In NFL Enterprises LP v Sotiros and Peter Restaurant Company Ltd. and others, the plaintiffs sued a number of bars and restaurants situated just across the border from Buffalo for infringement of the copyright subsisting in television transmissions of football games in which the Buffalo Bills were playing. The plaintiffs, who claimed the television rights to National Football League games, allowed major networks to televise NFL matches on condition that they did not transmit live pictures of a team’s game to its home city. The networks in turn inserted the condition into their contracts with local television stations. The plaintiffs argued that the programmes could not lawfully be received by the defendants. Still less could they be shown to their customers, most of whom would have crossed from New York State. They applied for summary judgment under the equivalent of CPR Part 24.
The Application for Summary Judgment
Giving unconditional leave to defend, Jerome ACJ held that the plaintiffs’ assignment was specifically restricted to the United States of America and there was no evidence of who, if anybody, was entitled to the rights in Canada. Accordingly, there was a triable issue as to whether the plaintiffs owned the copyright in Canada and, if not, the nature and extent of their licence and the specific subject matter to which it related. Another issue that had to go to trial was whether the defendants had encrypted lawfully the relevant broadcasts. The plaintiffs claimed that they had not but that was disputed by the defendants who argued that their satellite TV subscription contracts allowed them to receive 13 games without restriction.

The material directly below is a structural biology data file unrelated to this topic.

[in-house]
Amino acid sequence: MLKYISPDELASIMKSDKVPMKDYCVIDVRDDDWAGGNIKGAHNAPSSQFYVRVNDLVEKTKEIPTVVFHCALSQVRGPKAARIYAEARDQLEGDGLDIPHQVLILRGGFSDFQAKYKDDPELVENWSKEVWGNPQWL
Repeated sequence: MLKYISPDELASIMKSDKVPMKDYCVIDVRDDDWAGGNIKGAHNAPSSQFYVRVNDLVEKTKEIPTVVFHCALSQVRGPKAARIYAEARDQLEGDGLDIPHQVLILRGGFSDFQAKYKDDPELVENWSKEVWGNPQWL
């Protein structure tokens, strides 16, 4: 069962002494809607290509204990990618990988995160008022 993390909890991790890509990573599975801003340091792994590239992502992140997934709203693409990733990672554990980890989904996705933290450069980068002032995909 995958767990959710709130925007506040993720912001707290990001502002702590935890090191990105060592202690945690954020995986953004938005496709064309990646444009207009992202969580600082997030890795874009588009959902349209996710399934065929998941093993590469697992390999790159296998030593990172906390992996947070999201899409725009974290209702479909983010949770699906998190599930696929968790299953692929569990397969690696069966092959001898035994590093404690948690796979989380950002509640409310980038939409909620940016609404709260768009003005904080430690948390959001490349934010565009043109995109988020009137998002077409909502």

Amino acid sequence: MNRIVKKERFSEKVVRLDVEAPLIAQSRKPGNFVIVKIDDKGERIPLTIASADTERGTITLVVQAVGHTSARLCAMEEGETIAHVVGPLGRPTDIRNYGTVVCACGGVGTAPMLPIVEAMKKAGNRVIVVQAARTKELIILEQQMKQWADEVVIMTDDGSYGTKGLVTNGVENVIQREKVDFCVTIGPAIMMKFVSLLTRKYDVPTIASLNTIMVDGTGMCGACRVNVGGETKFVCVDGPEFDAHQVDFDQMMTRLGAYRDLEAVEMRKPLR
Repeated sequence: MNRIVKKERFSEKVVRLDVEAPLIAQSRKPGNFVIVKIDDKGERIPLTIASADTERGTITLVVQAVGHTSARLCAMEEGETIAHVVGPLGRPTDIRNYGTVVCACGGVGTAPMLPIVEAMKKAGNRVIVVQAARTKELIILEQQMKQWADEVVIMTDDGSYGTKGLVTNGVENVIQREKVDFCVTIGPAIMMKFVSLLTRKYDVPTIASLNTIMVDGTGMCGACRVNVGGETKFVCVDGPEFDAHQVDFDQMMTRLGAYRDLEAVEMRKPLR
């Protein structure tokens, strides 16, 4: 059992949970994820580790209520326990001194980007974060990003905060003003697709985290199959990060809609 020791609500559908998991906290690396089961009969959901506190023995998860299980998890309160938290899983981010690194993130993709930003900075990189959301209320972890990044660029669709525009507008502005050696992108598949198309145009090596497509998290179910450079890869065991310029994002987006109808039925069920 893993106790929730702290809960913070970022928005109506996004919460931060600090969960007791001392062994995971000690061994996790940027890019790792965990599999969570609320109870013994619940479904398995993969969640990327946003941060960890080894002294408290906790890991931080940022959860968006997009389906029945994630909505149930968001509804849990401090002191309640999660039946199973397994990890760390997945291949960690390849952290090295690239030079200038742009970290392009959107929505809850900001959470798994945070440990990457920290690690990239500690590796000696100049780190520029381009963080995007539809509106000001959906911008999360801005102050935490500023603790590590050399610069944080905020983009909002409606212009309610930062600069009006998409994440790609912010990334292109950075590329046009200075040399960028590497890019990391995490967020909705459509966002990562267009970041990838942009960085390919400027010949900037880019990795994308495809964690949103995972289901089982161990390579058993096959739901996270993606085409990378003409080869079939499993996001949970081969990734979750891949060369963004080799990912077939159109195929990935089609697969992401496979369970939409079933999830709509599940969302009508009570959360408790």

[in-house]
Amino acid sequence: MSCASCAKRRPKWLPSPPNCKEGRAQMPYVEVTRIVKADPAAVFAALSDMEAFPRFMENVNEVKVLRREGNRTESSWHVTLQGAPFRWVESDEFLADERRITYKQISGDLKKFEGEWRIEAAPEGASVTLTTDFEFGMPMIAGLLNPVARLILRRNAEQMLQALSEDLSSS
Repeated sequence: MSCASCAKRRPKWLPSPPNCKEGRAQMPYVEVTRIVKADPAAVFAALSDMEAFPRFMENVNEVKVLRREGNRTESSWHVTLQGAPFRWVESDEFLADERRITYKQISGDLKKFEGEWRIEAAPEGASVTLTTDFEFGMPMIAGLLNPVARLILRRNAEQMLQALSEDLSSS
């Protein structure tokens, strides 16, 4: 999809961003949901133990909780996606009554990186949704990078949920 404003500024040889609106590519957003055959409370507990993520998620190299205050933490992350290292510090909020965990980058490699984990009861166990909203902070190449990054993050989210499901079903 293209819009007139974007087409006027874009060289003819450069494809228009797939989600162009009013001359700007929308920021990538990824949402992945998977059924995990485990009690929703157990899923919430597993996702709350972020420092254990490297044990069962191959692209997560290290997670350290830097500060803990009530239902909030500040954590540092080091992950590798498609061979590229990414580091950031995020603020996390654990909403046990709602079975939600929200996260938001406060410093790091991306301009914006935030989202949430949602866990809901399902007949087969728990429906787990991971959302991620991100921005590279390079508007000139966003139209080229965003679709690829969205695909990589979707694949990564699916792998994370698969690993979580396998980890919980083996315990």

The plaintiffs appealed to the Federal Court of Appeal which reversed the decision below. The appellate court found that there was evidence of title and infringement of copyright and breach of statutory duty under the Canadian radio communications statute before the court before the court which entitled the plaintiffs to summary judgment. Accordingly, they granted declaratory and perpetual injunctive relief and ordered an inquiry as to damages.
First published on the NIPC website in Auguist 1997.